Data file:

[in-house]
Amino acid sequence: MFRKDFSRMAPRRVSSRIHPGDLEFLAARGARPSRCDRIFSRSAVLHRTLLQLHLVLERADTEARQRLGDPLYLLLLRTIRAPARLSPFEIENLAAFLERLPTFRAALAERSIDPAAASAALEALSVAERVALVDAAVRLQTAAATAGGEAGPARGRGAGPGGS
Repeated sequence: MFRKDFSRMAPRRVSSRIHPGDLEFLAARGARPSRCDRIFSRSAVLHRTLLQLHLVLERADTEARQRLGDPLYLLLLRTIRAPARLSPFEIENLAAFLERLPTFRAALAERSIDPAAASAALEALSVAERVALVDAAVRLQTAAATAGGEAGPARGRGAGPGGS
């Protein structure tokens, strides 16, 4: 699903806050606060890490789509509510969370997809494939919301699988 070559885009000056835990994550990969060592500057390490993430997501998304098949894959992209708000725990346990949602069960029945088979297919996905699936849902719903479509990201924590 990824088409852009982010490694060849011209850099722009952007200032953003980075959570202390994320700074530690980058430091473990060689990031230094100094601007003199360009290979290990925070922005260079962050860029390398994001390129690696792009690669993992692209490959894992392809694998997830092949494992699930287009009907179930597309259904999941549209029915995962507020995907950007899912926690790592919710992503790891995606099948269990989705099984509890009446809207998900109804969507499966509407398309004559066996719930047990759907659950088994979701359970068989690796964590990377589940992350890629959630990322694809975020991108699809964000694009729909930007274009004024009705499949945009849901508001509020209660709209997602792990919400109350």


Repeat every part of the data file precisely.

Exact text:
[in-house]
Amino acid sequence: MFRKDFSRMAPRRVSSRIHPGDLEFLAARGARPSRCDRIFSRSAVLHRTLLQLHLVLERADTEARQRLGDPLYLLLLRTIRAPARLSPFEIENLAAFLERLPTFRAALAERSIDPAAASAALEALSVAERVALVDAAVRLQTAAATAGGEAGPARGRGAGPGGS
Repeated sequence: MFRKDFSRMAPRRVSSRIHPGDLEFLAARGARPSRCDRIFSRSAVLHRTLLQLHLVLERADTEARQRLGDPLYLLLLRTIRAPARLSPFEIENLAAFLERLPTFRAALAERSIDPAAASAALEALSVAERVALVDAAVRLQTAAATAGGEAGPARGRGAGPGGS
């Protein structure tokens, strides 16, 4: 699903806050606060890490789509509510969370997809494939919301699988 070559885009000056835990994550990969060592500057390490993430997501998304098949894959992209708000725990346990949602069960029945088979297919996905699936849902719903479509990201924590 990824088409852009982010490694060849011209850099722009952007200032953003980075959570202390994320700074530690980058430091473990060689990031230094100094601007003199360009290979290990925070922005260079962050860029390398994001390129690696792009690669993992692209490959894992392809694998997830092949494992699930287009009907179930597309259904999941549209029915995962507020995907950007899912926690790592919710992503790891995606099948269990989705099984509890009446809207998900109804969507499966509407398309004559066996719930047990759907659950088994979701359970068989690796964590990377589940992350890629959630990322694809975020991108699809964000694009729909930007274009004024009705499949945009849901508001509020209660709209997602792990919400109350």